To take the load off the feet after touring the many sites in the city, take the Sächsische Dampfschiffahrt (The Saxon Steamship Company) that operates a fleet of historical and modern riverboats. This boat ride down the River Elbe is a lovely way to spend the afternoon or watch the sun go down while experiencing Dresden from the water. Here are great photo opportunities of the historical town centre, ministry buildings and palaces, some beautiful homes on the water front, and wave at the local’s enjoying fishing or picnicking on the river bank.
In keeping with being green, Volkswagen has its centre of Future Mobility in Dresden for car enthusiasts. Here you can walk along the production line and see up close the final production stage of these electric cars, the newest model being the E-Golf. The highlight of this visit is a free-of-charge test drive through Dresden in Electric and plug in hybrid vehicles. The Transport Factory is not only a production centre, but with its location near the Botanical Gardens, they also stage concerts and events making them an integral part of the community.
There are a number of hotels in the town centre including Hilton and Kempinski and German brand Maritim. I stayed with the Martim, which is conveniently located on the bank of the Elbe, next to the ICC as well as a 10-minute walk from the train station, shopping and the historical city centre. Featuring 328 rooms including Executive, junior and Presidential suites, and even the standard the rooms are modern large and comfortable. The daily breakfast was plentiful and a cozy lounge for a relaxing refreshment from early evening. There is also indoor pool and sauna to help unwind. Free wi-fi is also on offer and the friendly staff at reception were helpful and knowledgeable not just on Dresden, but the surrounding area.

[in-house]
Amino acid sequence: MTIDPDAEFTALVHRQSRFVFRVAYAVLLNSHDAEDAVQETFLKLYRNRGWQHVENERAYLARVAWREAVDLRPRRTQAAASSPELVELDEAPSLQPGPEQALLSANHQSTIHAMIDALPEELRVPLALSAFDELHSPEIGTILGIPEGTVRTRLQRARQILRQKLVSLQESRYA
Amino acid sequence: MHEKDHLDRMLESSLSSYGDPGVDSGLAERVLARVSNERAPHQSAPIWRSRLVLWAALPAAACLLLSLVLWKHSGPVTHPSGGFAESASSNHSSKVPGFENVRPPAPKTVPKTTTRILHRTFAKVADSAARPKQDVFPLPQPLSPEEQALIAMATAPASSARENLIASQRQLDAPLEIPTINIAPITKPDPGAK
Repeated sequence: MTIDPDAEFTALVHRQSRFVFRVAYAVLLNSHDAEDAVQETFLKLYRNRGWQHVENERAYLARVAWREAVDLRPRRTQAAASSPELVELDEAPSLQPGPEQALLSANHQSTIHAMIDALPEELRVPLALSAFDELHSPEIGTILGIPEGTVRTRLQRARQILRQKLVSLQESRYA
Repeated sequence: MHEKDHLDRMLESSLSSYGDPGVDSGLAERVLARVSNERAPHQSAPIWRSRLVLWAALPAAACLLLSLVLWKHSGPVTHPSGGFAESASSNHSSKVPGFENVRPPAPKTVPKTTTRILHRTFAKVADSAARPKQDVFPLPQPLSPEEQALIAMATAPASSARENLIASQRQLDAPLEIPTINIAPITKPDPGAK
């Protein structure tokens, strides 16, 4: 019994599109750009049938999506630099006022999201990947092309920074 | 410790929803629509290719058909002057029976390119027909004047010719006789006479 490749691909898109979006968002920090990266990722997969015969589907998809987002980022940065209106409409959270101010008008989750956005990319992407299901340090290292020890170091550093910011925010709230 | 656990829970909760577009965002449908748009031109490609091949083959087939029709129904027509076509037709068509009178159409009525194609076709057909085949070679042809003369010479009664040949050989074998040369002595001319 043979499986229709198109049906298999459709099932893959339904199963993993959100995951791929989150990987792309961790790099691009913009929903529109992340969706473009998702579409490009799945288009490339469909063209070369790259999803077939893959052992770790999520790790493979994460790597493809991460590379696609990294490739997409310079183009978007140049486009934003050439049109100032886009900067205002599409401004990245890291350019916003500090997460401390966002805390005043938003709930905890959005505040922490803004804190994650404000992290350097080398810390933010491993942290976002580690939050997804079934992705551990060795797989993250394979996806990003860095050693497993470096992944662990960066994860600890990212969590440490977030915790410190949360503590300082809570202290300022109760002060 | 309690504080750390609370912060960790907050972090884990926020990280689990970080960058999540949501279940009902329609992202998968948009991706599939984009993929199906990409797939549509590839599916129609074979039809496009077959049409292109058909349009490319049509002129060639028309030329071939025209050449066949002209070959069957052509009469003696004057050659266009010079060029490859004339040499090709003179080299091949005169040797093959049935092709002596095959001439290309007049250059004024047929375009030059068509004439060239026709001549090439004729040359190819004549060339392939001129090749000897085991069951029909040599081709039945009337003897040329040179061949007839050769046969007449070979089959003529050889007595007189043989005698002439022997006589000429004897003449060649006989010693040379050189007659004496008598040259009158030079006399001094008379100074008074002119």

An easy 30-minute train or car journey northwest of Dresden is Meissen, home of the famous Meissen porcelain and like Dresden, it is rich with history. The Albrechsburg Castle, the Gothic Miessen Cathedral and the Meissen Frauenkirche are all walkable from the three train stations or the car park. There is quite a climb to the castle and cathedral, however, there is the option of a funicular lift.
A visit to nearby Pirna and the Elbe Sandstone Mountains is a must. The town of Pirna is set in the picturesque landscape of the Elbe Valley, between Dresden and the Elbe Sandstone Mountains, and is the gate to Saxon Switzerland. Welcomed by the president of culture and tourism of Pirna, Christian Schmidt-Doll, we started our journey at the recently restored Sonnenstein Castle, which sits at the top of a rocky plateau overlooking the old town. Within the fortress of the castle, they have created a unique exhibition space now showing the works of Hans Sheib and curated by Chistaine Stoebe Summer of Sculpture.
A short walk down steps takes us to the old town of Pirna, where the Mayor of Pirna, Klaus-Peter Hanke, tells us about his medieval city. Pirna may have become known due to the paintings by Venetian artist Bernardo Bellotto, but it has kept its medieval town feel due to being spared from war and fire damage.
Just another short distance from Pirna straddled between the borders of South East Germany and the Czech Republic are the Elbe Sandstone Mountains and the Saxon Switzerland National Park. These mountains are ranked among the most spectacular natural and cultural landscapes in Europe. What used to lie under the ocean over 144 million years ago, these formations were formed from wind, water and frost erosion. There are over 2,000 kilometers of walking tails and cycle routes as well as for the more enthusiastic, over 21,000 rock climbing routes.
This writer fell in love with this part of Germany and would suggest you recommend this to your clients.